It was not without difficulty that we succeeded in making ourselves so unhappy. When one considers, on the one hand, all the prodigious labors of men, so many profound sciences, so many invented arts, so much strength applied, abysses filled in, mountains levelled, rocks crushed, rivers made navigable, land cleared, lakes dug out, swamps dried up, enormous buildings erected on land, the sea covered with vessels and sailors, and when, on the other hand, one investigates with but little meditation the true advantages which have resulted from all this for the happiness of humankind, one can only be struck by the astonishing disproportion which exists between these things and deplore man’s blindness... Admire human society as much as one may, it will be no less true that it necessarily inclines men to despise one another in proportion as their interests intersect...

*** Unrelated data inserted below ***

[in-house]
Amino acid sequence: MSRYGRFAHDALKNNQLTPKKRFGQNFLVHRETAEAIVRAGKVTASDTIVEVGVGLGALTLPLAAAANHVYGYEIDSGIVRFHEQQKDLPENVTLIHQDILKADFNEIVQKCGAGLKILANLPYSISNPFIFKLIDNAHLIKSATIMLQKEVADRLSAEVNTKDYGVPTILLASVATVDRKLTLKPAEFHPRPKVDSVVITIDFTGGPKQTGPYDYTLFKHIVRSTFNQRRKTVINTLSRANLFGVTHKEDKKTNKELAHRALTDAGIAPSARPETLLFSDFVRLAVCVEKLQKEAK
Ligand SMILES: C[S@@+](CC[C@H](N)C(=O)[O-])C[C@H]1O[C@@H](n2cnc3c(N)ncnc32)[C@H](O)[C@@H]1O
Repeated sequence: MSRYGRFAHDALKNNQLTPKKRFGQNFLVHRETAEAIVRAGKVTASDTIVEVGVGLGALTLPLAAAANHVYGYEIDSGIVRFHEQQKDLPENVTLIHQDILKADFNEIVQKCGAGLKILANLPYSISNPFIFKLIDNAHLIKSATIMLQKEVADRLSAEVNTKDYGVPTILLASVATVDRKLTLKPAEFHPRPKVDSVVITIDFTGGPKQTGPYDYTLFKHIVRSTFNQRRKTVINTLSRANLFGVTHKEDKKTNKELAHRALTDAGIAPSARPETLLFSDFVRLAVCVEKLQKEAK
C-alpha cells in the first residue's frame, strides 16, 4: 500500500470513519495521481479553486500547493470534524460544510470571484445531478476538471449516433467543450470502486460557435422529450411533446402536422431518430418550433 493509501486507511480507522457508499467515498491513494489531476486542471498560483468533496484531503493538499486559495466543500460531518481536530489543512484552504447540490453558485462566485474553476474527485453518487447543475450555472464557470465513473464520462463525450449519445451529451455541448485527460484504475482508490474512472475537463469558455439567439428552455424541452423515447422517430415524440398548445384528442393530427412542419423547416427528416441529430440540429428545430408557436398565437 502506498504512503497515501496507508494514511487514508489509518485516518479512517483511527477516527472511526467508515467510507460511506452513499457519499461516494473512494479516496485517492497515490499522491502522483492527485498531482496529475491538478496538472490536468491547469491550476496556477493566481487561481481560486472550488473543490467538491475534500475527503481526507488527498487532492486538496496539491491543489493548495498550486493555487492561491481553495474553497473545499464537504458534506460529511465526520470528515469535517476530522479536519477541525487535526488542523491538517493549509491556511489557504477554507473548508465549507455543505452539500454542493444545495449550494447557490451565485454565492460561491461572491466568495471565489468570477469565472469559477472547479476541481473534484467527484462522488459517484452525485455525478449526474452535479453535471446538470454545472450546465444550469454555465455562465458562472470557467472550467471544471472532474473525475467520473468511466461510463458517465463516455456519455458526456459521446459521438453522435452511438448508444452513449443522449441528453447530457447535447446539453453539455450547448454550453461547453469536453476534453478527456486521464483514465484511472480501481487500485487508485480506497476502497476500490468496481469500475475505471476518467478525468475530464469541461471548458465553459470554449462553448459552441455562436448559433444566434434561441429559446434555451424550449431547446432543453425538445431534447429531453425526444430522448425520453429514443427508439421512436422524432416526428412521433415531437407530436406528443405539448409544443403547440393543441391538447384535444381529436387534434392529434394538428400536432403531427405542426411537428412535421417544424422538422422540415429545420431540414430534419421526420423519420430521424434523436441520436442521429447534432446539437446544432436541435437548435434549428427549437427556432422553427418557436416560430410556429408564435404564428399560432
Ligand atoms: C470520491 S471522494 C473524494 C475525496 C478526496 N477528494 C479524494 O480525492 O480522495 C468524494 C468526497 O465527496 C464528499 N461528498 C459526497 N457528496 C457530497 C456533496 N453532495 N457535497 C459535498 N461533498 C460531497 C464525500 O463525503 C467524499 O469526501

This art alone, this capacity for progress, for self-perfection, is the sole distinguishing characteristic of man for Rousseau. And it is a sufficiently ambiguous distinction that there is room to wonder where man begins and orangutan ends—or whether African cannot mate with orangutan. It is on this ground that Rousseau entertained the idea of a progressive development of humanity. The very uncertainty of humanity’s identity renders a reliance on nature as a guide impossible. There could not be a more complete contrast with that version of the Enlightenment which assumed not only that men could recognize men, but that their doing so was the basis of moral judgment. The contrast was produced by the Enlightenments’ inclination to follow in the paths of Galileo and Descartes, in the paths of natural science.